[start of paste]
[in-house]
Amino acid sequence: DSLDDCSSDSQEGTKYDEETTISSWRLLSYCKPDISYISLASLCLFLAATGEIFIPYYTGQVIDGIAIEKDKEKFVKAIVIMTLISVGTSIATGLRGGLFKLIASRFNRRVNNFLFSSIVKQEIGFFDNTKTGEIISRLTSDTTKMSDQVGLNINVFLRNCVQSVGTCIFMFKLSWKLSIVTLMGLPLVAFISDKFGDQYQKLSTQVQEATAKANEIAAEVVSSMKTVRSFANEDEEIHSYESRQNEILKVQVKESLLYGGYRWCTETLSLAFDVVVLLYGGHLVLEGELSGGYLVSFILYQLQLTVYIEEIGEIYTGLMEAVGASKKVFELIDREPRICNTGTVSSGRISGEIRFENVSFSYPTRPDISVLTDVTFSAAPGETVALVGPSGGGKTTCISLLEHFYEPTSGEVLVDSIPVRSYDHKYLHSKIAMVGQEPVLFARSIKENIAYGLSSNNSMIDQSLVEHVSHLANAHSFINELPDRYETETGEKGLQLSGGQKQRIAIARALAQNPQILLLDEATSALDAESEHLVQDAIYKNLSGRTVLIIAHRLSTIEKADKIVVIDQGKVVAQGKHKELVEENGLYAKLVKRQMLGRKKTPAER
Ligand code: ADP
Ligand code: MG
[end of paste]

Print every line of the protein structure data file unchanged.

[in-house]
Amino acid sequence: DSLDDCSSDSQEGTKYDEETTISSWRLLSYCKPDISYISLASLCLFLAATGEIFIPYYTGQVIDGIAIEKDKEKFVKAIVIMTLISVGTSIATGLRGGLFKLIASRFNRRVNNFLFSSIVKQEIGFFDNTKTGEIISRLTSDTTKMSDQVGLNINVFLRNCVQSVGTCIFMFKLSWKLSIVTLMGLPLVAFISDKFGDQYQKLSTQVQEATAKANEIAAEVVSSMKTVRSFANEDEEIHSYESRQNEILKVQVKESLLYGGYRWCTETLSLAFDVVVLLYGGHLVLEGELSGGYLVSFILYQLQLTVYIEEIGEIYTGLMEAVGASKKVFELIDREPRICNTGTVSSGRISGEIRFENVSFSYPTRPDISVLTDVTFSAAPGETVALVGPSGGGKTTCISLLEHFYEPTSGEVLVDSIPVRSYDHKYLHSKIAMVGQEPVLFARSIKENIAYGLSSNNSMIDQSLVEHVSHLANAHSFINELPDRYETETGEKGLQLSGGQKQRIAIARALAQNPQILLLDEATSALDAESEHLVQDAIYKNLSGRTVLIIAHRLSTIEKADKIVVIDQGKVVAQGKHKELVEENGLYAKLVKRQMLGRKKTPAER
Ligand code: ADP
Ligand code: MG